It is rather common for a person to have mucus in his or her urine.
Often, it is not due to any health problem.
However, an excessive amount of mucus in a person’s urine could indicate a possible problem such as an infection, immune system difficulties, reproductive system anomalies, and excretory system problems that may require treatment.
Urine under normal conditions varies in appearance due to the different hydration levels in a person’s body or other factors.
Normally, a person’s urine is transparent and its color varies from colorless to amber. Usually, it is a pale yellow. A healthy person’s urine color is determined by the amount of urobilin in the urine.
If a certain amount of yellowish, non-crystalline, gelatinous and viscous substance appears in your urine, you most likely have mucus threads in your urine.
This type substance can also appear in other parts of the body such as the large intestine or lungs. If mucus is in your urine, it may appear cloudy, and normal urine is transparent.
According to Inside the Clinic symptoms vary and are dependent on what underlying factor is causing the condition.(1)
For instance, if an Irritable Bowel Syndrome is the cause of the mucus, the person will also experience other symptoms including bloating, stomach pain, diarrhea, constipation and bowel dysfunction.
If the cause is a STD, the person will experience additional symptoms such as urination that is painful, a foul discharge from the female genital organ or the male genital organ and discomfort with intercourse, etc.
A burning sensation when urinating and foul smelling urine are also symptoms of mucus in a person’s urine.
Noticeable Symptoms of a Urinary Tract Infection in Women Causing Mucus in Urine
Urine-related symptoms of an UTI in women includes the following:(2)
» Frequent and intolerable urge to urinate
» Urinating an insignificant amount frequently
» Burning sensation when urinating
» Urine is cloudy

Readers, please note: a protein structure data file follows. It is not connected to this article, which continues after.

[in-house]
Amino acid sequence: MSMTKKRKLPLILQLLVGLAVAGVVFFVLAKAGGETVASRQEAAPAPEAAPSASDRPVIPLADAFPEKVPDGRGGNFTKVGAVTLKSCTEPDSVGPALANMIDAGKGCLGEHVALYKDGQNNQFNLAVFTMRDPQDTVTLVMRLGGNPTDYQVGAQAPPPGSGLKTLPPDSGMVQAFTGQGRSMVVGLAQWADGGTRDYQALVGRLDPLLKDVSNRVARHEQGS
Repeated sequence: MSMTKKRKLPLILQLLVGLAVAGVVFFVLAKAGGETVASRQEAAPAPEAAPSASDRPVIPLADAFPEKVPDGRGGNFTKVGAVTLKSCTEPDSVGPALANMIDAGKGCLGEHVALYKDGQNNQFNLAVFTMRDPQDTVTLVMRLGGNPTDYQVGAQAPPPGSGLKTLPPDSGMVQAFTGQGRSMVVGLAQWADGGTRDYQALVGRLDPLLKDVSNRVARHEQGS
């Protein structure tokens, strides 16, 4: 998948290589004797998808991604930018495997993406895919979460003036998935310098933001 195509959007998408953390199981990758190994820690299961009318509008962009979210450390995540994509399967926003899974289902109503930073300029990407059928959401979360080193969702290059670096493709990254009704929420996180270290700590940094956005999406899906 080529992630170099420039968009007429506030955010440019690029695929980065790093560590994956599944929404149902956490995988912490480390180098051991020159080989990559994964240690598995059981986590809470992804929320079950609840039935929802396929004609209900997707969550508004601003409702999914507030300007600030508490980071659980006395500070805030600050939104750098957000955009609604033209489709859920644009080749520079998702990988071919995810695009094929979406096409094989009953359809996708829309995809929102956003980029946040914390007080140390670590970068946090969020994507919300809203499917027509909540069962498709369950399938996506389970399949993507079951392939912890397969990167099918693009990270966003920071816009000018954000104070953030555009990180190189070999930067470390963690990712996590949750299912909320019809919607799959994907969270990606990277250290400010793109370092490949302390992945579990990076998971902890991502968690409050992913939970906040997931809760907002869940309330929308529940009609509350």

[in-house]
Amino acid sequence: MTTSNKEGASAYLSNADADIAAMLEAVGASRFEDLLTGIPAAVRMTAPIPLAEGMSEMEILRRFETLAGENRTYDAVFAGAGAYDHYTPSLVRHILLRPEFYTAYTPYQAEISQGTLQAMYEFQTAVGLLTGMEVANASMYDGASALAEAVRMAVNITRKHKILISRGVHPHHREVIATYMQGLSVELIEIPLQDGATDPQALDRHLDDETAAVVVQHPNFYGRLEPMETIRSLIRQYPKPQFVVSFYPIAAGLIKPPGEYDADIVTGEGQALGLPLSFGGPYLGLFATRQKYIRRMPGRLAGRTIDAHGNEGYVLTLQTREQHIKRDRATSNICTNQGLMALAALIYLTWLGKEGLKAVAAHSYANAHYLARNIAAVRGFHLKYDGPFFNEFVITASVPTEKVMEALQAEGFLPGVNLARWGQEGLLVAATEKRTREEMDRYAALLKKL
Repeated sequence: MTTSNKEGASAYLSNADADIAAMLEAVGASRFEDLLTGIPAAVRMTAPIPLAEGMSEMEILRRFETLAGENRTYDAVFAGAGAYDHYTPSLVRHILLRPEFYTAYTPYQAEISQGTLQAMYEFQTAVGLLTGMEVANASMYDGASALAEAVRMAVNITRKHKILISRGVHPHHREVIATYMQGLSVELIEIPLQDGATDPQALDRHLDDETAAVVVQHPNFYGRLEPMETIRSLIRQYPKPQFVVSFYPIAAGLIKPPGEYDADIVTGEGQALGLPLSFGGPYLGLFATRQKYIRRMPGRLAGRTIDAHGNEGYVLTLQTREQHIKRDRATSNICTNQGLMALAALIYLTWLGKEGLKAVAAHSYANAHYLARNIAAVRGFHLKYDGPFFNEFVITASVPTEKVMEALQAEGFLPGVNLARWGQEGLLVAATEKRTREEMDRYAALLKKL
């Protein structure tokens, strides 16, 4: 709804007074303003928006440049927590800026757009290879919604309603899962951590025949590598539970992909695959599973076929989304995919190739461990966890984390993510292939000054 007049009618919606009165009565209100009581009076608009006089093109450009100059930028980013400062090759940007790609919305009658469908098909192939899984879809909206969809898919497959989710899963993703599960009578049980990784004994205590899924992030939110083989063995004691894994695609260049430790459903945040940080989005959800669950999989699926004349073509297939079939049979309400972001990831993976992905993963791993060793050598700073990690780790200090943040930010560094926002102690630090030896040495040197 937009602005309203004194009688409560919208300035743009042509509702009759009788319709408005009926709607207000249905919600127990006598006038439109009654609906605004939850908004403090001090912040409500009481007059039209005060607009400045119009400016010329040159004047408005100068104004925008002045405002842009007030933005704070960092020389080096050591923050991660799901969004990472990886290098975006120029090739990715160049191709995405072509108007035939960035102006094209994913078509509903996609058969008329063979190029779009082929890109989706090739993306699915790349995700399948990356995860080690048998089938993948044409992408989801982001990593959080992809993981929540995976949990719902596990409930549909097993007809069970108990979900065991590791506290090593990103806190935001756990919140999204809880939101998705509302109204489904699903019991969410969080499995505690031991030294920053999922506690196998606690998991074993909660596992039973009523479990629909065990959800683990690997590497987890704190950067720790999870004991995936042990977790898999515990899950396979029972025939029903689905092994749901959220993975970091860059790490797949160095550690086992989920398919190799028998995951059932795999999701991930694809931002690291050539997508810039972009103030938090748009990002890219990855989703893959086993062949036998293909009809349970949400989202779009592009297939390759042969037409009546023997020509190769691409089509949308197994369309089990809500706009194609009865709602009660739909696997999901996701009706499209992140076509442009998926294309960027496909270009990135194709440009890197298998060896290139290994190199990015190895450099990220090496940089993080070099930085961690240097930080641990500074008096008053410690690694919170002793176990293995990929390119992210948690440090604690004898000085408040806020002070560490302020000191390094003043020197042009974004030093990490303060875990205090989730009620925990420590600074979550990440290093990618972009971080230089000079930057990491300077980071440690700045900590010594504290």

» Pungent smell of urine
» The color of urine is pinkish or Cola indicating the presence of blood
Other symptoms may include:
» Pelvic region inflammation or pain
» Lower region of stomach cramps or pain
Women are believed to be more susceptible to developing an UTI than men are. Not only is a bladder related UTI painful, it can also lead to serious consequences if it should affect the kidneys.
For instance, if an UTI is untreated, it can affect the function of your kidney and damage the mucous membrane of the epithelium, according to BelMarra Health.(3) This results in the shedding of the epithelium into the urine as threads of mucus.
An UTI or Urinary Tract Infection
This health issue is often the result of a bacterial, urinary system infection.
The components of the urinary system include the kidneys, bladder, urethra and the ureters. Usually, the bacteria affects the urinary bladder first before spreading to other parts of your urinary system.
Pain when urinating is the most common urinary tract infection symptom.
Causes of Women’s Urinary Tract Infections
» A woman’s sexual partner has changed.
» Sexual intercourse is frequently vicious.
» Having more than one sexual partner
» Staphylococcus infection
» Escherichia Coli Infection
» Using cleaners that are harsh products
» Dangerous Contraceptives
» Using medications for birth control
» Taking antibiotics frequently
» Tumors or harmless masses obstructing the urinary tract
» Previous UTI infection
Sexually Transmitted Diseases or STDs
Gonorrhea or Chlamydia infection is a bacterial infection in which the urethra removes mucus in a person’s urine. The urethra is a structure that is similar to a tube that enables urine elimination from a person’s body.
The urine of a person suffering from an STD is not clear and is also more yellowish and cloudy.
The yellowish color and cloudy appearance is due to mucus that has been discharged into the urine by way of the urethra.
A few days after exposure to the gonorrhea bacteria, a person suffering from this condition will experience an extreme burning sensation when urinating.
Irritable Bowel Syndrome
A gastrointestinal condition that can lead to short-term damage to a person’s large intestine is an irritable bowel syndrome. An excessive amount of mucus is produced by the mucous membranes in a person’s intestine.
This mucus excess may sometimes travel down to a person’s urethra and be seen in the urine.
Patients suffering from kidney stones often have mucus in their urine and urine that is foul smelling. For that reason, mucus in a person’s urine is considered a symptom for possible kidney stones or other type obstructive conditions.